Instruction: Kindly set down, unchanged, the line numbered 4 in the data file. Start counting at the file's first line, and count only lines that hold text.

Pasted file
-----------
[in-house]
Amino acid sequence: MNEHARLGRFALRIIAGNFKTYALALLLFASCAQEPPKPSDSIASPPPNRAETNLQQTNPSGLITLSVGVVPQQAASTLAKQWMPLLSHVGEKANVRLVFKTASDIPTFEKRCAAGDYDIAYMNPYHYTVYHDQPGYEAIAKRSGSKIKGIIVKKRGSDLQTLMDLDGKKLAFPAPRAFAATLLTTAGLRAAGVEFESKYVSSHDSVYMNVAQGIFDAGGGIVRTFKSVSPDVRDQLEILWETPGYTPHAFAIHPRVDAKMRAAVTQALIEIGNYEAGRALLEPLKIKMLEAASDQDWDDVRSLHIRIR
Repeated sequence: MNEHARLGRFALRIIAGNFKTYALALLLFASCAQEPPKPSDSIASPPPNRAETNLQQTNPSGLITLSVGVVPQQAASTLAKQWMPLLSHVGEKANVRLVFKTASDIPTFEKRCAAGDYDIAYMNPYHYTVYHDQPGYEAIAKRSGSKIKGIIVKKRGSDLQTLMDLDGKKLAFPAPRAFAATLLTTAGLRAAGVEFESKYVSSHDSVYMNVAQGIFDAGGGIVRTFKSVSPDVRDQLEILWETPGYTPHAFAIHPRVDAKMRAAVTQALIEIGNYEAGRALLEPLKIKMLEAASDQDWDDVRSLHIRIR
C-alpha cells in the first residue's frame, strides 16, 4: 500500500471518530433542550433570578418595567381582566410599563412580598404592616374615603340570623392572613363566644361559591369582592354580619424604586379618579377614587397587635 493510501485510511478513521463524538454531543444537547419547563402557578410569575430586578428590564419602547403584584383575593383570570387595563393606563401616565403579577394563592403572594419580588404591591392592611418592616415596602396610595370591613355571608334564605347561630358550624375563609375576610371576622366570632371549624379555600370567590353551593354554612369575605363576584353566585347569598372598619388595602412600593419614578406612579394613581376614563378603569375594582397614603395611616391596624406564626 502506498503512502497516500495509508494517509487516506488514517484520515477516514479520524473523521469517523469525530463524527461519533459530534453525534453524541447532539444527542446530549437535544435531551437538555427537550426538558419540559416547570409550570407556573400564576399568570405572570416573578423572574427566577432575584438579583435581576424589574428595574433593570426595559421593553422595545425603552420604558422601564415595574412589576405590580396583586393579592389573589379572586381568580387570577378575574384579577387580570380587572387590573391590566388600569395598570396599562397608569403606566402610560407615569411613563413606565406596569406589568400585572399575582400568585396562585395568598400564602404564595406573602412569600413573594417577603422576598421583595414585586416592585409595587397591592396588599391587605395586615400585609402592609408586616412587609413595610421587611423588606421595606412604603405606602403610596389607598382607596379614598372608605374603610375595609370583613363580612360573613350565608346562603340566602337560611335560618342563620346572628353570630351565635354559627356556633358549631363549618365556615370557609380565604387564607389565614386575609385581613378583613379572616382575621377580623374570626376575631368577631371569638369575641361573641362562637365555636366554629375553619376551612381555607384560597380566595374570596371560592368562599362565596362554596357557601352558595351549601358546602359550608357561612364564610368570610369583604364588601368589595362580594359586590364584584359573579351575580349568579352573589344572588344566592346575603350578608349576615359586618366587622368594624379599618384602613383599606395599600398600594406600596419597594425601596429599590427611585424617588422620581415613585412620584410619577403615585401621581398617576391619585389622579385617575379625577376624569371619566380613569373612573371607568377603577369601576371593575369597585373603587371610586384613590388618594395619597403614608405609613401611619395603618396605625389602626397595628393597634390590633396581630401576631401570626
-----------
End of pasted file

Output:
C-alpha cells in the first residue's frame, strides 16, 4: 500500500471518530433542550433570578418595567381582566410599563412580598404592616374615603340570623392572613363566644361559591369582592354580619424604586379618579377614587397587635 493510501485510511478513521463524538454531543444537547419547563402557578410569575430586578428590564419602547403584584383575593383570570387595563393606563401616565403579577394563592403572594419580588404591591392592611418592616415596602396610595370591613355571608334564605347561630358550624375563609375576610371576622366570632371549624379555600370567590353551593354554612369575605363576584353566585347569598372598619388595602412600593419614578406612579394613581376614563378603569375594582397614603395611616391596624406564626 502506498503512502497516500495509508494517509487516506488514517484520515477516514479520524473523521469517523469525530463524527461519533459530534453525534453524541447532539444527542446530549437535544435531551437538555427537550426538558419540559416547570409550570407556573400564576399568570405572570416573578423572574427566577432575584438579583435581576424589574428595574433593570426595559421593553422595545425603552420604558422601564415595574412589576405590580396583586393579592389573589379572586381568580387570577378575574384579577387580570380587572387590573391590566388600569395598570396599562397608569403606566402610560407615569411613563413606565406596569406589568400585572399575582400568585396562585395568598400564602404564595406573602412569600413573594417577603422576598421583595414585586416592585409595587397591592396588599391587605395586615400585609402592609408586616412587609413595610421587611423588606421595606412604603405606602403610596389607598382607596379614598372608605374603610375595609370583613363580612360573613350565608346562603340566602337560611335560618342563620346572628353570630351565635354559627356556633358549631363549618365556615370557609380565604387564607389565614386575609385581613378583613379572616382575621377580623374570626376575631368577631371569638369575641361573641362562637365555636366554629375553619376551612381555607384560597380566595374570596371560592368562599362565596362554596357557601352558595351549601358546602359550608357561612364564610368570610369583604364588601368589595362580594359586590364584584359573579351575580349568579352573589344572588344566592346575603350578608349576615359586618366587622368594624379599618384602613383599606395599600398600594406600596419597594425601596429599590427611585424617588422620581415613585412620584410619577403615585401621581398617576391619585389622579385617575379625577376624569371619566380613569373612573371607568377603577369601576371593575369597585373603587371610586384613590388618594395619597403614608405609613401611619395603618396605625389602626397595628393597634390590633396581630401576631401570626